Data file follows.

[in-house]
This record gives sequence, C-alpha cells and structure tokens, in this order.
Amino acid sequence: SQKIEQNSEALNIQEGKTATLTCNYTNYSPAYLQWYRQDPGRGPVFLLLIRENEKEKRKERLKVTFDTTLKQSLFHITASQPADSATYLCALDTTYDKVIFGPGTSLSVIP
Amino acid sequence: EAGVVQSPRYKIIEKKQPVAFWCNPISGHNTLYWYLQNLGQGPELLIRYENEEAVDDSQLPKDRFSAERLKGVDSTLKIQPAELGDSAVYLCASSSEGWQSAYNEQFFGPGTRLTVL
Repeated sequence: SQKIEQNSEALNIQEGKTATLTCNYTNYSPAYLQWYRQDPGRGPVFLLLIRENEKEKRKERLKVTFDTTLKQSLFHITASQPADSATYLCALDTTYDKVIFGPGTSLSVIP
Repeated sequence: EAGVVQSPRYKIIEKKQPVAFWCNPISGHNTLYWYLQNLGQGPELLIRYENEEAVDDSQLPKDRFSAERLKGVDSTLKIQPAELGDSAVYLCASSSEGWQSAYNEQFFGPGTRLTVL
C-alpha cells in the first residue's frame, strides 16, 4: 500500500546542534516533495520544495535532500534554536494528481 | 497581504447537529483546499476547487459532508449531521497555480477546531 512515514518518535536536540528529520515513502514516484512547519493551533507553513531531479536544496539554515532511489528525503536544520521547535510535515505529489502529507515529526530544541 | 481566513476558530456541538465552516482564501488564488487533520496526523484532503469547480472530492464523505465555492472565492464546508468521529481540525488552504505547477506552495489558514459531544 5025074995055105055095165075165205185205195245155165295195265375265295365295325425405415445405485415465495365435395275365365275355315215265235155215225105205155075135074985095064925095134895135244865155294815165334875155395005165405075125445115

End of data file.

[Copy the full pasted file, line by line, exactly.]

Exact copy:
[in-house]
This record gives sequence, C-alpha cells and structure tokens, in this order.
Amino acid sequence: SQKIEQNSEALNIQEGKTATLTCNYTNYSPAYLQWYRQDPGRGPVFLLLIRENEKEKRKERLKVTFDTTLKQSLFHITASQPADSATYLCALDTTYDKVIFGPGTSLSVIP
Amino acid sequence: EAGVVQSPRYKIIEKKQPVAFWCNPISGHNTLYWYLQNLGQGPELLIRYENEEAVDDSQLPKDRFSAERLKGVDSTLKIQPAELGDSAVYLCASSSEGWQSAYNEQFFGPGTRLTVL
Repeated sequence: SQKIEQNSEALNIQEGKTATLTCNYTNYSPAYLQWYRQDPGRGPVFLLLIRENEKEKRKERLKVTFDTTLKQSLFHITASQPADSATYLCALDTTYDKVIFGPGTSLSVIP
Repeated sequence: EAGVVQSPRYKIIEKKQPVAFWCNPISGHNTLYWYLQNLGQGPELLIRYENEEAVDDSQLPKDRFSAERLKGVDSTLKIQPAELGDSAVYLCASSSEGWQSAYNEQFFGPGTRLTVL
C-alpha cells in the first residue's frame, strides 16, 4: 500500500546542534516533495520544495535532500534554536494528481 | 497581504447537529483546499476547487459532508449531521497555480477546531 512515514518518535536536540528529520515513502514516484512547519493551533507553513531531479536544496539554515532511489528525503536544520521547535510535515505529489502529507515529526530544541 | 481566513476558530456541538465552516482564501488564488487533520496526523484532503469547480472530492464523505465555492472565492464546508468521529481540525488552504505547477506552495489558514459531544 5025074995055105055095165075165205185205195245155165295195265375265295365295325425405415445405485415465495365435395275365365275355315215265235155215225105205155075135074985095064925095134895135244865155294815165334875155395005165405075125445115